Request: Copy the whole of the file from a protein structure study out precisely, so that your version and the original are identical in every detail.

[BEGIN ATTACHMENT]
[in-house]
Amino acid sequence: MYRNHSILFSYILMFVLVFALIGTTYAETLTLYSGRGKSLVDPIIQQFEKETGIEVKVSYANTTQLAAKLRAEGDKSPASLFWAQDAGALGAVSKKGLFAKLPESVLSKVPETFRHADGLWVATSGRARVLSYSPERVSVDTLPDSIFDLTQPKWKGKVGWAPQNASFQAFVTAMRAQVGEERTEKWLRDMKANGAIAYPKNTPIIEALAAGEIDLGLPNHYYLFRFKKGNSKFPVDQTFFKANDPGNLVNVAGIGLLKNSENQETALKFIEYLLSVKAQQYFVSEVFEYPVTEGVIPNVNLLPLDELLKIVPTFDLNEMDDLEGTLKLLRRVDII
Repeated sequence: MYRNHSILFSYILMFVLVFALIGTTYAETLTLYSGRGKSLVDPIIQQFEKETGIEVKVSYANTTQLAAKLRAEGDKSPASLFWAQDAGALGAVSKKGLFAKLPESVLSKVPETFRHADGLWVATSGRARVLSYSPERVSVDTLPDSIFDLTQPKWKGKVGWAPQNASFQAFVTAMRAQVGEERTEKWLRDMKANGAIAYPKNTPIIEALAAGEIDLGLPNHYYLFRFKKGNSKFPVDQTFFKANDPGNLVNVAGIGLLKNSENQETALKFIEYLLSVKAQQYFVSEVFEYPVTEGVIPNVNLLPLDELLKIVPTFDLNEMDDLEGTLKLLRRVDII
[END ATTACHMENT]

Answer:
[in-house]
Amino acid sequence: MYRNHSILFSYILMFVLVFALIGTTYAETLTLYSGRGKSLVDPIIQQFEKETGIEVKVSYANTTQLAAKLRAEGDKSPASLFWAQDAGALGAVSKKGLFAKLPESVLSKVPETFRHADGLWVATSGRARVLSYSPERVSVDTLPDSIFDLTQPKWKGKVGWAPQNASFQAFVTAMRAQVGEERTEKWLRDMKANGAIAYPKNTPIIEALAAGEIDLGLPNHYYLFRFKKGNSKFPVDQTFFKANDPGNLVNVAGIGLLKNSENQETALKFIEYLLSVKAQQYFVSEVFEYPVTEGVIPNVNLLPLDELLKIVPTFDLNEMDDLEGTLKLLRRVDII
Repeated sequence: MYRNHSILFSYILMFVLVFALIGTTYAETLTLYSGRGKSLVDPIIQQFEKETGIEVKVSYANTTQLAAKLRAEGDKSPASLFWAQDAGALGAVSKKGLFAKLPESVLSKVPETFRHADGLWVATSGRARVLSYSPERVSVDTLPDSIFDLTQPKWKGKVGWAPQNASFQAFVTAMRAQVGEERTEKWLRDMKANGAIAYPKNTPIIEALAAGEIDLGLPNHYYLFRFKKGNSKFPVDQTFFKANDPGNLVNVAGIGLLKNSENQETALKFIEYLLSVKAQQYFVSEVFEYPVTEGVIPNVNLLPLDELLKIVPTFDLNEMDDLEGTLKLLRRVDII